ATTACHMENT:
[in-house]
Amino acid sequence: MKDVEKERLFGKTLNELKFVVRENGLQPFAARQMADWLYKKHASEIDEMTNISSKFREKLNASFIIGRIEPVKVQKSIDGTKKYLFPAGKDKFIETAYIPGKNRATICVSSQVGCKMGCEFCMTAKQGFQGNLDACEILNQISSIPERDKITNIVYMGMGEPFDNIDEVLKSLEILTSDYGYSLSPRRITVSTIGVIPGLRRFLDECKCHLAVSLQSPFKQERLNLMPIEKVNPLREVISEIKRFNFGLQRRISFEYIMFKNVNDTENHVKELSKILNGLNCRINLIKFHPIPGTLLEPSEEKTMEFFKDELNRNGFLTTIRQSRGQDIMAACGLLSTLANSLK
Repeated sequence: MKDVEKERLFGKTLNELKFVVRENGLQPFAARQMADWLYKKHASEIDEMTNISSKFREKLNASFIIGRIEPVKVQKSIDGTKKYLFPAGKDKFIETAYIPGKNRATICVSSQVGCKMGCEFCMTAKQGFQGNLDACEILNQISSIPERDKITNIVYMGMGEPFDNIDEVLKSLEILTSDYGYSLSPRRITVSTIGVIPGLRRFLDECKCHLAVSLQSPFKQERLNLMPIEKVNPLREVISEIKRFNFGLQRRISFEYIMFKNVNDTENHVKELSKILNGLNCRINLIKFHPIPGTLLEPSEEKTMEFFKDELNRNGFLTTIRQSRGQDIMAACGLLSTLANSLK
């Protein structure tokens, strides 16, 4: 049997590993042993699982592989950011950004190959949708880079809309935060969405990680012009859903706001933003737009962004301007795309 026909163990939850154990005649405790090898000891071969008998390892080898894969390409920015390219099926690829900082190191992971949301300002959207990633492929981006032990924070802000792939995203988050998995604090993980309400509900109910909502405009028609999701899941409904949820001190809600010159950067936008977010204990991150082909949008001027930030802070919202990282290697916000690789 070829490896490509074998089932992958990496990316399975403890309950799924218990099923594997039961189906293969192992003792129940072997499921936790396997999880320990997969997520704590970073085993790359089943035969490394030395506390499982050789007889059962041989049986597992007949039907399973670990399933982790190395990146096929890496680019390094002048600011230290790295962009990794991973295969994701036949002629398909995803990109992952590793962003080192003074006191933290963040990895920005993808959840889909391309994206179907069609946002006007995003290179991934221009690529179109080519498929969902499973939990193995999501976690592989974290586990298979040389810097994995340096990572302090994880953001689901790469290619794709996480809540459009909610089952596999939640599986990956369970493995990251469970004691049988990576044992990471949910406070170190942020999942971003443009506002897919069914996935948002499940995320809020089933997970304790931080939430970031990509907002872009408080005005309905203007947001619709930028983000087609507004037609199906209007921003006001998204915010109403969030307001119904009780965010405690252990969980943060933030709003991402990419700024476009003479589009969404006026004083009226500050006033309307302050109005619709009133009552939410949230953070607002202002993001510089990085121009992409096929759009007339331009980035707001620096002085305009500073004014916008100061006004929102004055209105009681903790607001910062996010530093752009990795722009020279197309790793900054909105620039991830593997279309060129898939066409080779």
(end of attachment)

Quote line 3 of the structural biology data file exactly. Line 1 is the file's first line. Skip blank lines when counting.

Repeated sequence: MKDVEKERLFGKTLNELKFVVRENGLQPFAARQMADWLYKKHASEIDEMTNISSKFREKLNASFIIGRIEPVKVQKSIDGTKKYLFPAGKDKFIETAYIPGKNRATICVSSQVGCKMGCEFCMTAKQGFQGNLDACEILNQISSIPERDKITNIVYMGMGEPFDNIDEVLKSLEILTSDYGYSLSPRRITVSTIGVIPGLRRFLDECKCHLAVSLQSPFKQERLNLMPIEKVNPLREVISEIKRFNFGLQRRISFEYIMFKNVNDTENHVKELSKILNGLNCRINLIKFHPIPGTLLEPSEEKTMEFFKDELNRNGFLTTIRQSRGQDIMAACGLLSTLANSLK